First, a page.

Tuesday, 21 June 2016

Planning for Pedestrian safety

                                Planning for Pedestrian safety


A failure to plan results in ultimate failure in other aspects also, even though we never intended it to be like that. The lack of planning has caused confusing growth in our city as well as in overcoming strategies. We could have a strategy to plan traffic efficiently with proposals for dedicated lanes for different kinds of vehicles (i.e 2 & 3 wheeler separate from 4 wheedlers), continuous one way traffic planning thus creating north-south and east -west corridors through the city. There could be systems of synchronised traffic lights on the chief arterial routes. 

One main drawback of the current faulty traffic planning in Bangalore is the vanishing sidewalks 

on the roads of our city. Traffic planning must include planning for pedestrian traffic, not only for 

automobile traffic. It seems that the latter is the only criterion for planning in this city: as though pedestrian traffic was not significant and did not need planning. Pedestrians have been sidelined. As roads are always being widened pedestrians receive the left- overs so that many are compelled to walk on the road next to the automobiles. This is a typical example of short sighted city planning. Why are pedestrians treated as second class citizens while they risk their lives by walking along the vehicular traffic that causes inconvenience to both the sides? For healthy living for human beings, walking is an important part. 

Why then do our cities not make a way for and encourage pedestrian movement? Why has it become such a dangerous affair in urban areas? Sometimes roads are widened to such an extent that sidewalks have become non-existent. 

Bangalore used to be known as the Garden City before becoming the Silicon Valley of India. It was 

friendly to citizens with its sufficiently broad sidewalks. Nowadays as roads are being continuously 

expanded sidewalks have begun to diminish and may become extinct. 

The failure in planning to provide basic sidewalks in the city is not acceptable as it leads to great 

problems that include traffic rage and accidents to pedestrians and motorists. A city's standard is gauged by the quality of life it provides and accessibility to pedestrians and flow of basic needs. The minimum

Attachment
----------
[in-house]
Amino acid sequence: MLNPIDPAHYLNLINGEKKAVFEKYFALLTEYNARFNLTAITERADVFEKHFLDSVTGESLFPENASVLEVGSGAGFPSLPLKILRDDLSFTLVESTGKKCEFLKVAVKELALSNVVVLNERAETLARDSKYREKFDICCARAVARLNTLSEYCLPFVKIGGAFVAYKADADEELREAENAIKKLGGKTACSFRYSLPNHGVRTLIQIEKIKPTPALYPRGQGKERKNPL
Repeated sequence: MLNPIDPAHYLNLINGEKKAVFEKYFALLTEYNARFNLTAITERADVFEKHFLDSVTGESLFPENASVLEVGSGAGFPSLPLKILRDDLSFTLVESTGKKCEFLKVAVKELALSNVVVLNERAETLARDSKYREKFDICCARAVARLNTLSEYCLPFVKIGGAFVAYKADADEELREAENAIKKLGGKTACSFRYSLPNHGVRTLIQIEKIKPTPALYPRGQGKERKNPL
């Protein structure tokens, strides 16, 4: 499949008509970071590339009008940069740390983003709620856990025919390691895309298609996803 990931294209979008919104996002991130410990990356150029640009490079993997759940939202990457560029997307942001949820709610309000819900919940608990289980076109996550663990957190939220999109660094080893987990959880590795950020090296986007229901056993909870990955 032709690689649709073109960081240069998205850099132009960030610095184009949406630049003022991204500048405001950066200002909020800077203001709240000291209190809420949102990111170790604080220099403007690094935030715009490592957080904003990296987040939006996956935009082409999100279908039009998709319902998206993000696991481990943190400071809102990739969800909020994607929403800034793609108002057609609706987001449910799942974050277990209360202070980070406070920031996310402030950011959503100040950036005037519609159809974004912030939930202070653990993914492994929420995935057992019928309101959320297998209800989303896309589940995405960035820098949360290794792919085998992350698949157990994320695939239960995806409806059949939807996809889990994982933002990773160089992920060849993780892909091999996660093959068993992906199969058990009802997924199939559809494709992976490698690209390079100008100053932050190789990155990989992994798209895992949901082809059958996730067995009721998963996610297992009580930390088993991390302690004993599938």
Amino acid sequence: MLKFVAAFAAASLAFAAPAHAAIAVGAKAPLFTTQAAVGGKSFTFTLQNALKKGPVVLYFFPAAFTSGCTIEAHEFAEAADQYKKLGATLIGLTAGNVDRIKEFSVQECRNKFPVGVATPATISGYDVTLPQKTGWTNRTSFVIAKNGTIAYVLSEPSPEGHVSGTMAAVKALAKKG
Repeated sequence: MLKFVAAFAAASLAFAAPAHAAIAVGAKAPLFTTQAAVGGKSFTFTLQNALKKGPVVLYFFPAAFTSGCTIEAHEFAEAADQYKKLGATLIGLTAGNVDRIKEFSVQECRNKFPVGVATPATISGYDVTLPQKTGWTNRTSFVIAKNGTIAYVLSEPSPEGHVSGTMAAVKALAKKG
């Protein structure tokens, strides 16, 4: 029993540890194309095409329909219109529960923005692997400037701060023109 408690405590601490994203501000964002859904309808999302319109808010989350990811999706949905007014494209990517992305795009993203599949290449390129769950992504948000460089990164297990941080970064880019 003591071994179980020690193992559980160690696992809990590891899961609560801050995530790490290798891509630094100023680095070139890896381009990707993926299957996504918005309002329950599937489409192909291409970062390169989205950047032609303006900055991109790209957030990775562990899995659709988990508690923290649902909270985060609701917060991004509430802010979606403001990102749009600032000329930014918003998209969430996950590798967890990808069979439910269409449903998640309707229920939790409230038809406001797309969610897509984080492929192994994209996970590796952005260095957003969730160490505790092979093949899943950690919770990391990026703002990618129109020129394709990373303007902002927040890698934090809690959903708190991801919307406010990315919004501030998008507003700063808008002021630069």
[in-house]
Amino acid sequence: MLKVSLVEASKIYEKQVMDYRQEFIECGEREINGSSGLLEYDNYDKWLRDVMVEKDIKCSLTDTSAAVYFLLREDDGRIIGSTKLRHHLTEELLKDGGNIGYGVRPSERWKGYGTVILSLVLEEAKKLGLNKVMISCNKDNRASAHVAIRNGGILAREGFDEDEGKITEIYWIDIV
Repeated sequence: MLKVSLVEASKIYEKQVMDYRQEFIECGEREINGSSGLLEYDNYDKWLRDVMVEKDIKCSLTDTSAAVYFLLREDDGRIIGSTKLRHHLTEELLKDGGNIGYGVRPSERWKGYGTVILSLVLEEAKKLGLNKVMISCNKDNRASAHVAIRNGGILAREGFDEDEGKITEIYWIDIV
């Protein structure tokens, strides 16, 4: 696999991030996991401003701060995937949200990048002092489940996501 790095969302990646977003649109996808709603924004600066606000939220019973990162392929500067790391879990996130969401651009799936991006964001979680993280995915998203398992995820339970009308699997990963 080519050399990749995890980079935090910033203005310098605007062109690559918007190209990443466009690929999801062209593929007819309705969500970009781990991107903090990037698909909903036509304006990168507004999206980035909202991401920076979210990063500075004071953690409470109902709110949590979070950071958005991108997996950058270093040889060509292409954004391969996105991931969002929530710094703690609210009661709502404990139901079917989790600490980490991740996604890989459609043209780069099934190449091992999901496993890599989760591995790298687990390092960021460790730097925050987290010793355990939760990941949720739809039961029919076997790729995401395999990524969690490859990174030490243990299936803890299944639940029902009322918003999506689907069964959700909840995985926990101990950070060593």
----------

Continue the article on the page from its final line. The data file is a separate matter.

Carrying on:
infrastructure needed for any well planned metropolitan city is to give sufficient sidewalks on all main 

roads. This would encourage people to walk to nearby destinations instead of using vehicles. This would help them to remain healthy and bring down pollution and vehicular congestion. 

According to a survey too many pedestrians are injured and many of them fatally in accidents in 

Bangalore traffic. How can a person walk easily when the sidewalks are not evenly laid out or are too narrow to allow two or three people to walk side by side? What kind of message does this give to the physically challenged and elderly people? Who is responsible for so many pedestrian casualties that happen on account of a wrong planning or lack of implementation of sidewalks? There should be accountability through the court system when the city authorities are held responsible for accidents or deaths taking place because of official negligence ( as surely as private businesses are punished when accidents or deaths happen because of negligence in their premises).

For making Bangalore a pedestrian friendly city, traffic planning should also have planning for pedestrian traffic flows in the city giving priority to providing connections to parks, water bodies and open spaces. There should be good linkages for pedestrians with its parks, water bodies and open spaces via tree lined pedestrian sidewalks with complementary bicycle lanes along with them or on the road. There should be efficient, functional city planning to enable pedestrians to move freely from one residential area to its community park on a neighbor- hood scale and from one park to another or to water bodies throughout the city. 

A bicycle and pedestrian path lined with trees from Lalbagh Horticulture Park to Cubbon Park and 

Ulsoor lake would help to make these great city assets more open to the whole city's residents rather than only to their immediate neighbourhoods. Pedestrians and bicyclists (the health conscious public and the elderly) could commute between the city and the cantonment sections via this axis. It would help bring pedestrians from the city section to the centre of the cantonment and vice-versa thus making their journey leisurely. It has to be planned for. Such pedestrian connections through wider and better tree lined sidewalks and functional links throughout the busy streets should be planned. Tn this way Bangalore would become a pedestrian friendly city and improve its quality of life.

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